I do remember the closeness of Daddy's siblings, a closeness that extended to their children and grandchildren. And so you could always count on a huge crowd. I wish it was still that way, but time has a way of changing the family . . . and sadly, our lifestyles. All of the children of Thomas and Miranda Knippers are now gone, and many of my cousins have passed from this life. Even though we have so many more ways to communicate now, we often fail to do so. But I'm so glad for the memories I have of those wonderful hot summer, almost-magical days spent in the Kistachie woods!

Although we celebrate much more quietly these days, the Fourth is still a very special holiday for me. I love to see Old Glory flying on any day, but it's especially meaningful on the birthday of our nation. We took three of our grandchildren to Natchitoches today, and the beauty of the town, which is older than America, was even more striking with red, white, and blue decorating the streets and riverbank. Natchitoches, all spruced up to celebrate the birthday of our country and the epitome of small town America, has a way of reminding me once again that I'm so thankful to live in this wonderful country.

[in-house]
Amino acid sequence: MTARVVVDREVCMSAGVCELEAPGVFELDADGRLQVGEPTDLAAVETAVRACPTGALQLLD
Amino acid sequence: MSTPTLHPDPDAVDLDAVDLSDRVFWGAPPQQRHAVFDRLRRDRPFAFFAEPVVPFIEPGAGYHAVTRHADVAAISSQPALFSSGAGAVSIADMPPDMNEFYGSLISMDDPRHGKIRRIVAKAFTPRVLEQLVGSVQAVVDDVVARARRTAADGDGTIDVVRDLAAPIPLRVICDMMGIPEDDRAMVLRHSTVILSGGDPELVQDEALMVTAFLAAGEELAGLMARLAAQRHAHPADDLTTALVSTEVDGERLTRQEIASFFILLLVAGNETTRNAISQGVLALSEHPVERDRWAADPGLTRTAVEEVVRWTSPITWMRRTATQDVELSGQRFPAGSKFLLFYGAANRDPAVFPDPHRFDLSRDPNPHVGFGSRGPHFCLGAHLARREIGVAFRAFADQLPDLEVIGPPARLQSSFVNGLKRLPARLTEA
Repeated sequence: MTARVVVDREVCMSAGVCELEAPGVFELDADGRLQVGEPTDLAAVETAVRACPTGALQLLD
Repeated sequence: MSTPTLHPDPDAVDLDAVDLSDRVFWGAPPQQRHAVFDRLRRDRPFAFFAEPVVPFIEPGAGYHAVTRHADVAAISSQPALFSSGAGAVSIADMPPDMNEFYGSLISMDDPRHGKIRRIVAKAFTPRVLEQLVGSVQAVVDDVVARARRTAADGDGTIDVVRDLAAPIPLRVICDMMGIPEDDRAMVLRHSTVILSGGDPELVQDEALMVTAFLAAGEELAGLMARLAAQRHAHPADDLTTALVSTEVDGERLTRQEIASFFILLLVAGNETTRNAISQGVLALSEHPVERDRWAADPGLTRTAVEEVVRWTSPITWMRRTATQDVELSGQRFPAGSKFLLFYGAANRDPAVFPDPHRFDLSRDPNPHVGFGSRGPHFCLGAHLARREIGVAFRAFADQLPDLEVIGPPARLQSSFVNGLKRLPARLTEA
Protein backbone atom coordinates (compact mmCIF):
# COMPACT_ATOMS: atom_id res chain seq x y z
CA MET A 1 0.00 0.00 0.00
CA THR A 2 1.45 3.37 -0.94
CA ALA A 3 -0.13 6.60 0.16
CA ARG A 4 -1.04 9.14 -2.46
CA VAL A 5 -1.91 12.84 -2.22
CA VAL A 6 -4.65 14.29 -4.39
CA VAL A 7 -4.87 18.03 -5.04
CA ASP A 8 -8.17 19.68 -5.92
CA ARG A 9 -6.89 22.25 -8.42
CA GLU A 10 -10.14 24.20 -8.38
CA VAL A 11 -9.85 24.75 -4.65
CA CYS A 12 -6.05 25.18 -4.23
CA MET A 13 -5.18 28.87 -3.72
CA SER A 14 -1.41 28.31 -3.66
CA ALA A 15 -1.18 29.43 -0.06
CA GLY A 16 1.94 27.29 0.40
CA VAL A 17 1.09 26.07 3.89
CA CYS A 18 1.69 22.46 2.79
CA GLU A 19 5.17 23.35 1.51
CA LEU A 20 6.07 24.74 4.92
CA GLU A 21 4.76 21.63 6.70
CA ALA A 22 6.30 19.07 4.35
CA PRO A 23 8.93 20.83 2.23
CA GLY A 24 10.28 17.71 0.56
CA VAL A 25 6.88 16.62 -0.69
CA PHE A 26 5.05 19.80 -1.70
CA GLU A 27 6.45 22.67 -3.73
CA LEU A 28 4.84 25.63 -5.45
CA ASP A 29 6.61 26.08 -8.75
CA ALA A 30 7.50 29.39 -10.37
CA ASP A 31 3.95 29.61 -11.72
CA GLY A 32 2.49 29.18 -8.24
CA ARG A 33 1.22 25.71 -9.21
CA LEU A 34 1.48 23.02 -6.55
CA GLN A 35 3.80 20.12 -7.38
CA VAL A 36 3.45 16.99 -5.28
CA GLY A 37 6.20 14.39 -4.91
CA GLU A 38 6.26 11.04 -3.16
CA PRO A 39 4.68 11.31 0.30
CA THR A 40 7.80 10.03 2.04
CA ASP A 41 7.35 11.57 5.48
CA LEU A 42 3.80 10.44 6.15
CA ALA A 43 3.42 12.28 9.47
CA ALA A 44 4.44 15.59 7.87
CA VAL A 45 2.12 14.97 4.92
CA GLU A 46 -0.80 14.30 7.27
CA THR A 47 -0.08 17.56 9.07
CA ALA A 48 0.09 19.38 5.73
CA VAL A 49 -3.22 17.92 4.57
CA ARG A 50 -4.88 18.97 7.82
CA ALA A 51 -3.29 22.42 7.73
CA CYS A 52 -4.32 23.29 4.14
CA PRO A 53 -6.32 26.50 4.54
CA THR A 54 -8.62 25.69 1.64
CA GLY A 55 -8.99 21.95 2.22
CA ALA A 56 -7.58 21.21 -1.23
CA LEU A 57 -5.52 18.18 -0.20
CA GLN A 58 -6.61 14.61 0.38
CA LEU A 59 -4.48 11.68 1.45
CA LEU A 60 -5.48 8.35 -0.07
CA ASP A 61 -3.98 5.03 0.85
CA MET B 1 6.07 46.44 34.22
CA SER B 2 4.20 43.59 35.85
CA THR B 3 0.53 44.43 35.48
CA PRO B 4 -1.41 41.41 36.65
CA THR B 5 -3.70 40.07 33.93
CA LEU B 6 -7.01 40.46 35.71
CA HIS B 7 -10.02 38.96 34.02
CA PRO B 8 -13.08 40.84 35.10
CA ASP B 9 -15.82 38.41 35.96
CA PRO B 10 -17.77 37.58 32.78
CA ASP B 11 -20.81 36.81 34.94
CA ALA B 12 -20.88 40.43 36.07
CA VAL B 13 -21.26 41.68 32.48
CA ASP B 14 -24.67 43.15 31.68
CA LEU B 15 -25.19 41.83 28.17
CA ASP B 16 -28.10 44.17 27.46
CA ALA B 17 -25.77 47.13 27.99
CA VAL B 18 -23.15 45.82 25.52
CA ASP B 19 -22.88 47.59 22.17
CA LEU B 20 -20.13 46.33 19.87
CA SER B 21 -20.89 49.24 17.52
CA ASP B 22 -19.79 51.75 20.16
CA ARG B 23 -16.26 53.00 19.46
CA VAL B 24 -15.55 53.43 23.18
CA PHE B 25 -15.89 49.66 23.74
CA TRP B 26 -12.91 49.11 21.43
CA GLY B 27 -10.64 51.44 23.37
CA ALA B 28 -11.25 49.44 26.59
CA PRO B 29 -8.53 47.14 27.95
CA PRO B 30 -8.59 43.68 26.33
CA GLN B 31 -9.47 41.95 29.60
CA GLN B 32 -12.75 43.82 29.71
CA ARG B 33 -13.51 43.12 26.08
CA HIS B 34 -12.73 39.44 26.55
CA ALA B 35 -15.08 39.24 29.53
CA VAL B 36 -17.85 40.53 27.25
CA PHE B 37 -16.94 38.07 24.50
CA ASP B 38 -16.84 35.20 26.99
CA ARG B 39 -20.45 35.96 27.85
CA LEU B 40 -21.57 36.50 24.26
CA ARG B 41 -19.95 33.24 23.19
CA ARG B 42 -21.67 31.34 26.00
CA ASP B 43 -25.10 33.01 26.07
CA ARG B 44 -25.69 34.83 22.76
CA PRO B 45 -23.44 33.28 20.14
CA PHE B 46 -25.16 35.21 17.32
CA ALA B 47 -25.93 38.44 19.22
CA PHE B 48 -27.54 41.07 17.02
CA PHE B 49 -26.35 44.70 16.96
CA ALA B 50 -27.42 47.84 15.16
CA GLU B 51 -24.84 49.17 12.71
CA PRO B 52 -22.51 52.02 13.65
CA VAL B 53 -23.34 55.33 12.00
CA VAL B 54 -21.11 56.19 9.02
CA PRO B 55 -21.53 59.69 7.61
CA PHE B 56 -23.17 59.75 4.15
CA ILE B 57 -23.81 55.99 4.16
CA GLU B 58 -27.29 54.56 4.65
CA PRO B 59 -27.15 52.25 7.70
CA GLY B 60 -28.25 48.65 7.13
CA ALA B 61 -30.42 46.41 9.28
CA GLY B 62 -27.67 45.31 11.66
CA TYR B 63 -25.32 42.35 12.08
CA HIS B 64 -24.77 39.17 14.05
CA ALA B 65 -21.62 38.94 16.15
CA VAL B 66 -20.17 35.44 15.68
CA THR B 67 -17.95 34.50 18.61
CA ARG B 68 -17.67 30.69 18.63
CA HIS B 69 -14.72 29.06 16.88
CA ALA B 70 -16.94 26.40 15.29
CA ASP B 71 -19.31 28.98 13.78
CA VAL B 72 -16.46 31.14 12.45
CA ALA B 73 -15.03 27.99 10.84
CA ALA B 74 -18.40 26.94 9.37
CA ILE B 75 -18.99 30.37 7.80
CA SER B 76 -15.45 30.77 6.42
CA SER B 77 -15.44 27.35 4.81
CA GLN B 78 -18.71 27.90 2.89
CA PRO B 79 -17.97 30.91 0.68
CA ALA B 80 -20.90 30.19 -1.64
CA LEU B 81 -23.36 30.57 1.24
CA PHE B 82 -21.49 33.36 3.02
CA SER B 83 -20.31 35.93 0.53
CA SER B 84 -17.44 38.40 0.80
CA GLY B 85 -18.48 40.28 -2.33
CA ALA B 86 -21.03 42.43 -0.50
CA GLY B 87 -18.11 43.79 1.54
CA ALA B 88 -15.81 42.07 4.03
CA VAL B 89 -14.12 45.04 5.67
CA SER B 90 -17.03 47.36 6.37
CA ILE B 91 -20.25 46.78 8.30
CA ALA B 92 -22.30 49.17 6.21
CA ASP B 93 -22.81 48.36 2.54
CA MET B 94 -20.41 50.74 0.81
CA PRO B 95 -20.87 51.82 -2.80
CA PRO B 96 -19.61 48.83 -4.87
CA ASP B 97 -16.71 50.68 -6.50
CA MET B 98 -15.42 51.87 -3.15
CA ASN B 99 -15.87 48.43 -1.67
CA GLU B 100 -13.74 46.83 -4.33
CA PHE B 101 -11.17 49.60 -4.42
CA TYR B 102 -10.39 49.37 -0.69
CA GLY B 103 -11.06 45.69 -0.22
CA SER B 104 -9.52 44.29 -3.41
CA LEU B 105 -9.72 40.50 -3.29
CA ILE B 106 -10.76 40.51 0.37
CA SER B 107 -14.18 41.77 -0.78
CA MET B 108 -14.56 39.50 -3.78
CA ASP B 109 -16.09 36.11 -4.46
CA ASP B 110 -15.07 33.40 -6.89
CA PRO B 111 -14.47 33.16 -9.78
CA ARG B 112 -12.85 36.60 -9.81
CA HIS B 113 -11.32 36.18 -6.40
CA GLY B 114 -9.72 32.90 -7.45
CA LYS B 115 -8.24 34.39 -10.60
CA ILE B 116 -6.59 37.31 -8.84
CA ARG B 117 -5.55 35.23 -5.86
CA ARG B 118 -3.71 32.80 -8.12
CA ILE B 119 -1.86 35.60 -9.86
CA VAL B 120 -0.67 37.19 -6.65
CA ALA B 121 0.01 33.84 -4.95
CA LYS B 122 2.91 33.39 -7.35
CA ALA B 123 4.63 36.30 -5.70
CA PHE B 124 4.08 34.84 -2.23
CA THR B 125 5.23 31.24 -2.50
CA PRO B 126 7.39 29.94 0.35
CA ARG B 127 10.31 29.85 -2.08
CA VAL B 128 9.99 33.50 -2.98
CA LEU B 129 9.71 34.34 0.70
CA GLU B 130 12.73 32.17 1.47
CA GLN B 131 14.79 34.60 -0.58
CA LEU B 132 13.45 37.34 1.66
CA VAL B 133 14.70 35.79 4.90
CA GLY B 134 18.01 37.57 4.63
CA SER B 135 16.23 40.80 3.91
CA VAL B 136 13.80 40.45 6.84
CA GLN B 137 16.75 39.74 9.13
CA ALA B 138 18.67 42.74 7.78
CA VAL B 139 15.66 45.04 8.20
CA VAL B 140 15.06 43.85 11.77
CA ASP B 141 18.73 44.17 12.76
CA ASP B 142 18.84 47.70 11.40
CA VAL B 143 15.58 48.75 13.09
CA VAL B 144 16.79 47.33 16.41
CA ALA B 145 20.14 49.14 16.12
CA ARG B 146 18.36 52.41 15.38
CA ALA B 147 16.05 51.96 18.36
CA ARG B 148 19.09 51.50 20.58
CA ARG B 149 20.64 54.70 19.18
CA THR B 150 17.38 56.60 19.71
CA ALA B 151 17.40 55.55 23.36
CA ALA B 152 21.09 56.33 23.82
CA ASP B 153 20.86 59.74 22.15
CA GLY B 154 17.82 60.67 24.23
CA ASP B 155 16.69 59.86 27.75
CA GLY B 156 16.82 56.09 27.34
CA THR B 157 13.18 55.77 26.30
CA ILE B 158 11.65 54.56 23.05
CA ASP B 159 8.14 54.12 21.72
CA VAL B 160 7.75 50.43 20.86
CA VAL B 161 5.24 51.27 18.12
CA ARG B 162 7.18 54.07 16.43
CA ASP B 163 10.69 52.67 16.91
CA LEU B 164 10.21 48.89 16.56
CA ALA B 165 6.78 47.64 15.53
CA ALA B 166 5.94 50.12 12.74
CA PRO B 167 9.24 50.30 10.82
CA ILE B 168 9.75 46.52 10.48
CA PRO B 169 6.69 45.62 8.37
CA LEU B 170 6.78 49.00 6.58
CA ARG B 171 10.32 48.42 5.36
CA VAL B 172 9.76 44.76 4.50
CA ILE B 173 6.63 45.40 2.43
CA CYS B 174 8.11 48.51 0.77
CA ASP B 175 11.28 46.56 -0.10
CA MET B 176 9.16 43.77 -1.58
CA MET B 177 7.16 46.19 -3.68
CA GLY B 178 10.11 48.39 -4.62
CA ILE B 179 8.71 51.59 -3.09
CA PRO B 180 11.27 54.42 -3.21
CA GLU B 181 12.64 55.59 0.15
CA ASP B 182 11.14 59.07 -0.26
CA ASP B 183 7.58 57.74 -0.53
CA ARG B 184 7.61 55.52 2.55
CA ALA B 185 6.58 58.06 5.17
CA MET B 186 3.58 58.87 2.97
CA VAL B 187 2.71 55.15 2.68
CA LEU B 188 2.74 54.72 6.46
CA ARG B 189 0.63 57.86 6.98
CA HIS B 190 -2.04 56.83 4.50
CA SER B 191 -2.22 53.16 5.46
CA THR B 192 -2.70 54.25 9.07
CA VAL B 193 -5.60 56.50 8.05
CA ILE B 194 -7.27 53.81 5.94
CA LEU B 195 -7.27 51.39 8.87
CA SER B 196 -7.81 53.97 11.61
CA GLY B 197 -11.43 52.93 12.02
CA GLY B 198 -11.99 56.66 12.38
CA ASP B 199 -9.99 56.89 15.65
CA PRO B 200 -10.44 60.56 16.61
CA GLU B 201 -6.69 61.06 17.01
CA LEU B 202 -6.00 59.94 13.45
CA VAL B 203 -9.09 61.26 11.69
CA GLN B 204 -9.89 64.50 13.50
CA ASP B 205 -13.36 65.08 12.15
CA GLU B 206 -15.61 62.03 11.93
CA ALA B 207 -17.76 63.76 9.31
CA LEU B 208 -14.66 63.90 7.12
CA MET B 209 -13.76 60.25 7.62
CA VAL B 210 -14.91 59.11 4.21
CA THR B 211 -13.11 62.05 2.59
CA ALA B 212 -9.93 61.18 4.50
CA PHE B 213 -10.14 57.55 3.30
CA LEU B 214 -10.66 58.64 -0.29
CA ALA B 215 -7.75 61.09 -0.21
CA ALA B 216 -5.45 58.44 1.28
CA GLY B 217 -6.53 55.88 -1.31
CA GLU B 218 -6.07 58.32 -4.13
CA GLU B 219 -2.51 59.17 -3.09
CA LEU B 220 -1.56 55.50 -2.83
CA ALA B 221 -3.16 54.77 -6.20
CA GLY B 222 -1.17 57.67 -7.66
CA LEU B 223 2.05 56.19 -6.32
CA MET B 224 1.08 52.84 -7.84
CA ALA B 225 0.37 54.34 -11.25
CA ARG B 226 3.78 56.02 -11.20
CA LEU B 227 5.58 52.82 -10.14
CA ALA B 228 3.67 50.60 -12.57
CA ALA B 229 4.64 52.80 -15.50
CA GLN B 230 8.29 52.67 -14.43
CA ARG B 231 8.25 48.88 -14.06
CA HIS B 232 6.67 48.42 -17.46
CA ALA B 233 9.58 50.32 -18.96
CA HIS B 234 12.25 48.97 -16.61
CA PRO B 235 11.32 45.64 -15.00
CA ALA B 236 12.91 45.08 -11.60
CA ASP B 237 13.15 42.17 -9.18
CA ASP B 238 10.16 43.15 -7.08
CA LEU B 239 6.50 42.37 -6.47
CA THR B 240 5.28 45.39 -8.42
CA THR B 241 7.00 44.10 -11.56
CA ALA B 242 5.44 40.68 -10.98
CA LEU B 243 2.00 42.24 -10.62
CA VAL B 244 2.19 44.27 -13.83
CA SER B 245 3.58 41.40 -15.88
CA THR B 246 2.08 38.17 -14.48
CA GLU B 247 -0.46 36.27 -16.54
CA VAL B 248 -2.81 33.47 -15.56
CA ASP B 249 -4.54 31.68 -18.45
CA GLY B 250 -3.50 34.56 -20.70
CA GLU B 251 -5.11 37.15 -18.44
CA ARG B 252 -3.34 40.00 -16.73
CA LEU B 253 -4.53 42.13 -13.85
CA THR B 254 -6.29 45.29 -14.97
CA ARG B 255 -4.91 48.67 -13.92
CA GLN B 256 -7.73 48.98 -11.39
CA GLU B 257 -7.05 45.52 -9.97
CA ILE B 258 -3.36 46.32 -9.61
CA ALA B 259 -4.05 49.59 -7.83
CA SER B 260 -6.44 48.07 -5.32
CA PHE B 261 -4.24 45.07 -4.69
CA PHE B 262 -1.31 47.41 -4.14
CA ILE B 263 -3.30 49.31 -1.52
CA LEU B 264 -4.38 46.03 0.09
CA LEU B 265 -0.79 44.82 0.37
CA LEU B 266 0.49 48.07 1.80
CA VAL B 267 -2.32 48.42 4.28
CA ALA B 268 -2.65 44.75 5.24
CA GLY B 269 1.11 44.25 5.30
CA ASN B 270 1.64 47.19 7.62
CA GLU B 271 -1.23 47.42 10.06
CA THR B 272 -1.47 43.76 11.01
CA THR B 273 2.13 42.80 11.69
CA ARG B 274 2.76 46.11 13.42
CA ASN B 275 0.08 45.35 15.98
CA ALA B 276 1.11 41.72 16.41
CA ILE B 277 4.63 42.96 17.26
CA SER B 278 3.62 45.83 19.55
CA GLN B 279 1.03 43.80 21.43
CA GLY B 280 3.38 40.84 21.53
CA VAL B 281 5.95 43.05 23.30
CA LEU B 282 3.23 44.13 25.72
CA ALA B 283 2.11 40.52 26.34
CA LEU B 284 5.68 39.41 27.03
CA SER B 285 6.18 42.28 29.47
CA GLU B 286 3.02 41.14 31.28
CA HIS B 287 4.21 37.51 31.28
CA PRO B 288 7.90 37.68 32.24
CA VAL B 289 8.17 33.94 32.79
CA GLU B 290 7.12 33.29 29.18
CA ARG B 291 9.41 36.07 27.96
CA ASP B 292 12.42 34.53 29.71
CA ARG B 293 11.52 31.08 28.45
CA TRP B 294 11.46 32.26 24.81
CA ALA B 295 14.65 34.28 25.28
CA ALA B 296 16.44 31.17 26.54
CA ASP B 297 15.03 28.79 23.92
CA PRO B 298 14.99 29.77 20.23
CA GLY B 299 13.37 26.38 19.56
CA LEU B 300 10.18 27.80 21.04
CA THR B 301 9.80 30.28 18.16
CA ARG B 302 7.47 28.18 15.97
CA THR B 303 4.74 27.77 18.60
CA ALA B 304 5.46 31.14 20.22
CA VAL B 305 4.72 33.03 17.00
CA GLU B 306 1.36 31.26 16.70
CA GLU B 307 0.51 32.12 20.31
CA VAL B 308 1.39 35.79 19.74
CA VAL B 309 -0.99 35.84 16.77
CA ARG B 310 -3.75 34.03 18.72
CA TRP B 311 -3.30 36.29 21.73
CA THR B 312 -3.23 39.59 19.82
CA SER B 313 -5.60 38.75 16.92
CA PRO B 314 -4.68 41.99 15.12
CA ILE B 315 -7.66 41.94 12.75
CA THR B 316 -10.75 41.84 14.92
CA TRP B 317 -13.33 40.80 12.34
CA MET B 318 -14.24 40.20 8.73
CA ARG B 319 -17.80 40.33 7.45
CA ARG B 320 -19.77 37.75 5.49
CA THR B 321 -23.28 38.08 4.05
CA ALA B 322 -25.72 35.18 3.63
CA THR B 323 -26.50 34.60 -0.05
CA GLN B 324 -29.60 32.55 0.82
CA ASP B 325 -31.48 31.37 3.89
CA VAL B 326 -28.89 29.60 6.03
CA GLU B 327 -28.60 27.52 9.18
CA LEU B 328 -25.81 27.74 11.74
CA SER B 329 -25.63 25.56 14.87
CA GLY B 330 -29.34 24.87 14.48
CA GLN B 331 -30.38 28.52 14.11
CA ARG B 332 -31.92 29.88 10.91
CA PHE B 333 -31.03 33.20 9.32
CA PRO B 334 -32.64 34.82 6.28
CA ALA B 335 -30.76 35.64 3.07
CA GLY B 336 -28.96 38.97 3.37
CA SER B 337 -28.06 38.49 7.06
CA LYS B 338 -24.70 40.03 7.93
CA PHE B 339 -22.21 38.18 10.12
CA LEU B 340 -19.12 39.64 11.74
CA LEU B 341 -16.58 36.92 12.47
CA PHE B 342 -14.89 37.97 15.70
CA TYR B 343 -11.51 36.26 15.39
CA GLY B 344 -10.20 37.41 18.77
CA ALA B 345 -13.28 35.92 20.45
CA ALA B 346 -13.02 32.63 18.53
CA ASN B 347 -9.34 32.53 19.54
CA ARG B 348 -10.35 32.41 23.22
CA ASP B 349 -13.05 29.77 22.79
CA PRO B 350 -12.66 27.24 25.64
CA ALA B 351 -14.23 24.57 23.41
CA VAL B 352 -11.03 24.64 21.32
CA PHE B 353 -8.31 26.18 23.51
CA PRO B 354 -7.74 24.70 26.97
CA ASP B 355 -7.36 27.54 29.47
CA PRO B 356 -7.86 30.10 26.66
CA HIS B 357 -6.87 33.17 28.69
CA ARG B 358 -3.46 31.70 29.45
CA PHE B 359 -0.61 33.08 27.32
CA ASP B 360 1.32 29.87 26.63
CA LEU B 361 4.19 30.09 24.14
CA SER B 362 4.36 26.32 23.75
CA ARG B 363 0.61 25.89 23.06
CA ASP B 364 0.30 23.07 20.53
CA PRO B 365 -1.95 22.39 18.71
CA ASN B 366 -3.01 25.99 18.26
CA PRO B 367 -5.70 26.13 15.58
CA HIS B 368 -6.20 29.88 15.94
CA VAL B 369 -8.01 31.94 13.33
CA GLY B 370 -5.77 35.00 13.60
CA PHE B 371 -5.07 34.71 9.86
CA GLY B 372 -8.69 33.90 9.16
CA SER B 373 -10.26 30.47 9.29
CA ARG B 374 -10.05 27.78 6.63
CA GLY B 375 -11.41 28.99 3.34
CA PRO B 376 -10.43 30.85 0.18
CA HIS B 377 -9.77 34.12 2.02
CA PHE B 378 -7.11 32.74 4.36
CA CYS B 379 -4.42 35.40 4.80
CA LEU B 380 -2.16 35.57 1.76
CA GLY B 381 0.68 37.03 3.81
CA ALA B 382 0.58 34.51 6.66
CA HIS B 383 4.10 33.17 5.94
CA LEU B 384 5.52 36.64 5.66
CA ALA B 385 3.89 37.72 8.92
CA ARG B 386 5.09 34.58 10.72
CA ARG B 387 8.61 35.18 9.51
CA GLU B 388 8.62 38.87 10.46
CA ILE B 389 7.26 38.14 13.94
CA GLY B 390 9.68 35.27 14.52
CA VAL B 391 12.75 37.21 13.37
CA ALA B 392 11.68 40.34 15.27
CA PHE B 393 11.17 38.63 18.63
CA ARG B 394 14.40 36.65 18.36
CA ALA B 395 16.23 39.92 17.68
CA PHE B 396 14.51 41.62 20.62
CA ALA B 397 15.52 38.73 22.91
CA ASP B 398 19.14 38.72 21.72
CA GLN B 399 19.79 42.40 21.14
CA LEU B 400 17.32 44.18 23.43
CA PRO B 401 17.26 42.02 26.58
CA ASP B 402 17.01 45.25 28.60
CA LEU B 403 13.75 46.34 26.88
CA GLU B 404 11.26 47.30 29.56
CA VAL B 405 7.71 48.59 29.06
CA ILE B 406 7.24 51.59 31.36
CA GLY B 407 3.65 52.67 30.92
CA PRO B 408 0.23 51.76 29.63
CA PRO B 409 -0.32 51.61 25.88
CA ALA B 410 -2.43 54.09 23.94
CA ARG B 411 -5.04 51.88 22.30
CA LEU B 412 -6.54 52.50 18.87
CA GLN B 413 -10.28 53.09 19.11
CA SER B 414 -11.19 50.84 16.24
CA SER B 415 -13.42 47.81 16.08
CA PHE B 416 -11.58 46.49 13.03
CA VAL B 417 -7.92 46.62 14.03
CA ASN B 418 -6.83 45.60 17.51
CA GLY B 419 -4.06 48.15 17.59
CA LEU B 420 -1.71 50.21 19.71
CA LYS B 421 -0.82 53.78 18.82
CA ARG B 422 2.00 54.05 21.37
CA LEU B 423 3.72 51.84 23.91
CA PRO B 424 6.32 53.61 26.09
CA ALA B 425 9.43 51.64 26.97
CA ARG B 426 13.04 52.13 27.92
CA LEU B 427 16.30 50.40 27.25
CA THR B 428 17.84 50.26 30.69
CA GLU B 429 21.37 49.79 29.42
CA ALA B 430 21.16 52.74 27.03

Despite America's many failures, I'm still so proud to be an American! I realize more and more that our freedom has not, is not, and will never be free! And so on this Fourth of July weekend, I'll celebrate with my family, though small in number, and remember those who've paid the ultimate price for my freedom and the many blessings I enjoy! One of those privileges is being able to enjoy life in small-town America with my wonderful family.

"God bless America . . . land that I love. . . stand beside her . . . and guide her. . . throught the night. . . with the light from above."